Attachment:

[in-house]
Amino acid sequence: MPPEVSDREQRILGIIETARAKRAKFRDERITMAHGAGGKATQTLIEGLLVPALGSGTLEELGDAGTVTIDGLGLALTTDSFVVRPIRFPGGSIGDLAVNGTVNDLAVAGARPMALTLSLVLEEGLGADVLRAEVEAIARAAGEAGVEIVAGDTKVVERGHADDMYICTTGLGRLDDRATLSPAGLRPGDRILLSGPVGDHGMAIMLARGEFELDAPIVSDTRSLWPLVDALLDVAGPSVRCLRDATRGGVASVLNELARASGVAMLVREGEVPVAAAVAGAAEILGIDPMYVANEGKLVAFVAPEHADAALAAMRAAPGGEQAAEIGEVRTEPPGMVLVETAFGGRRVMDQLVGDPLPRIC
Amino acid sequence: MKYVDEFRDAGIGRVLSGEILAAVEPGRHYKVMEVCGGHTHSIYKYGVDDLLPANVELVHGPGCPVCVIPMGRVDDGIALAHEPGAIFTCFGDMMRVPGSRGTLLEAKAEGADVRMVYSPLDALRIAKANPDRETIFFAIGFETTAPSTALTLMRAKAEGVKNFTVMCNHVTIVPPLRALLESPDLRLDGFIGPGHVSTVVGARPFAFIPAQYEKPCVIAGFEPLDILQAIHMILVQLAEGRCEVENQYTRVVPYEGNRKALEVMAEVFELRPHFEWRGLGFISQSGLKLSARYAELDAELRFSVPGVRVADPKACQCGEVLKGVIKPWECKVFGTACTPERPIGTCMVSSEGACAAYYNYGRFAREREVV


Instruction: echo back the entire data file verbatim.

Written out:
[in-house]
Amino acid sequence: MPPEVSDREQRILGIIETARAKRAKFRDERITMAHGAGGKATQTLIEGLLVPALGSGTLEELGDAGTVTIDGLGLALTTDSFVVRPIRFPGGSIGDLAVNGTVNDLAVAGARPMALTLSLVLEEGLGADVLRAEVEAIARAAGEAGVEIVAGDTKVVERGHADDMYICTTGLGRLDDRATLSPAGLRPGDRILLSGPVGDHGMAIMLARGEFELDAPIVSDTRSLWPLVDALLDVAGPSVRCLRDATRGGVASVLNELARASGVAMLVREGEVPVAAAVAGAAEILGIDPMYVANEGKLVAFVAPEHADAALAAMRAAPGGEQAAEIGEVRTEPPGMVLVETAFGGRRVMDQLVGDPLPRIC
Amino acid sequence: MKYVDEFRDAGIGRVLSGEILAAVEPGRHYKVMEVCGGHTHSIYKYGVDDLLPANVELVHGPGCPVCVIPMGRVDDGIALAHEPGAIFTCFGDMMRVPGSRGTLLEAKAEGADVRMVYSPLDALRIAKANPDRETIFFAIGFETTAPSTALTLMRAKAEGVKNFTVMCNHVTIVPPLRALLESPDLRLDGFIGPGHVSTVVGARPFAFIPAQYEKPCVIAGFEPLDILQAIHMILVQLAEGRCEVENQYTRVVPYEGNRKALEVMAEVFELRPHFEWRGLGFISQSGLKLSARYAELDAELRFSVPGVRVADPKACQCGEVLKGVIKPWECKVFGTACTPERPIGTCMVSSEGACAAYYNYGRFAREREVV